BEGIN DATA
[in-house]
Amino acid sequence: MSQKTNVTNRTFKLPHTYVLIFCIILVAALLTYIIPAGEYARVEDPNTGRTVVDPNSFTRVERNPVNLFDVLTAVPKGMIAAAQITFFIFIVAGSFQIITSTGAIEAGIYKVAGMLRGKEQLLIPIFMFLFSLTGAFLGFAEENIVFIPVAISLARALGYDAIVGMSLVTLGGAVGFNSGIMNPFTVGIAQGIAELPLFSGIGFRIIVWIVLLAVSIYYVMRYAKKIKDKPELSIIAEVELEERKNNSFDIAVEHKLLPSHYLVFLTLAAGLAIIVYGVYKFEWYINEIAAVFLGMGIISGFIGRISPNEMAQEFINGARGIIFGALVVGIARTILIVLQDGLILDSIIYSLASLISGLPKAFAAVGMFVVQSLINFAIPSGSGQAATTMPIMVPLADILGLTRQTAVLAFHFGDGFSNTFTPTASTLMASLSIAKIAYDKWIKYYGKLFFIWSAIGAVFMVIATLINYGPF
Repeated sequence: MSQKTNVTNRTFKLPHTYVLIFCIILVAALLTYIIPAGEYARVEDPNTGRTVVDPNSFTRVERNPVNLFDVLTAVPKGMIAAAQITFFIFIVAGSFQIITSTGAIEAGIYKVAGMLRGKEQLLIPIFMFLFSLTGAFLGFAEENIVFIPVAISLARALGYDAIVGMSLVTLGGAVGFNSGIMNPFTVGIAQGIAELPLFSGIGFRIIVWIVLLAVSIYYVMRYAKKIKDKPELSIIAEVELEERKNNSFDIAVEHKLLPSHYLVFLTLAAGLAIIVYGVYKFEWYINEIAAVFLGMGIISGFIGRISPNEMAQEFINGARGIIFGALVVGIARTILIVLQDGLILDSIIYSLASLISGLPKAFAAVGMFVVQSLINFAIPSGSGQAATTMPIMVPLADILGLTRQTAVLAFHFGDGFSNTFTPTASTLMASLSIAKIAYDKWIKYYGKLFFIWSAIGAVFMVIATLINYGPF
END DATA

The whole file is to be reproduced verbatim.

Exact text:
[in-house]
Amino acid sequence: MSQKTNVTNRTFKLPHTYVLIFCIILVAALLTYIIPAGEYARVEDPNTGRTVVDPNSFTRVERNPVNLFDVLTAVPKGMIAAAQITFFIFIVAGSFQIITSTGAIEAGIYKVAGMLRGKEQLLIPIFMFLFSLTGAFLGFAEENIVFIPVAISLARALGYDAIVGMSLVTLGGAVGFNSGIMNPFTVGIAQGIAELPLFSGIGFRIIVWIVLLAVSIYYVMRYAKKIKDKPELSIIAEVELEERKNNSFDIAVEHKLLPSHYLVFLTLAAGLAIIVYGVYKFEWYINEIAAVFLGMGIISGFIGRISPNEMAQEFINGARGIIFGALVVGIARTILIVLQDGLILDSIIYSLASLISGLPKAFAAVGMFVVQSLINFAIPSGSGQAATTMPIMVPLADILGLTRQTAVLAFHFGDGFSNTFTPTASTLMASLSIAKIAYDKWIKYYGKLFFIWSAIGAVFMVIATLINYGPF
Repeated sequence: MSQKTNVTNRTFKLPHTYVLIFCIILVAALLTYIIPAGEYARVEDPNTGRTVVDPNSFTRVERNPVNLFDVLTAVPKGMIAAAQITFFIFIVAGSFQIITSTGAIEAGIYKVAGMLRGKEQLLIPIFMFLFSLTGAFLGFAEENIVFIPVAISLARALGYDAIVGMSLVTLGGAVGFNSGIMNPFTVGIAQGIAELPLFSGIGFRIIVWIVLLAVSIYYVMRYAKKIKDKPELSIIAEVELEERKNNSFDIAVEHKLLPSHYLVFLTLAAGLAIIVYGVYKFEWYINEIAAVFLGMGIISGFIGRISPNEMAQEFINGARGIIFGALVVGIARTILIVLQDGLILDSIIYSLASLISGLPKAFAAVGMFVVQSLINFAIPSGSGQAATTMPIMVPLADILGLTRQTAVLAFHFGDGFSNTFTPTASTLMASLSIAKIAYDKWIKYYGKLFFIWSAIGAVFMVIATLINYGPF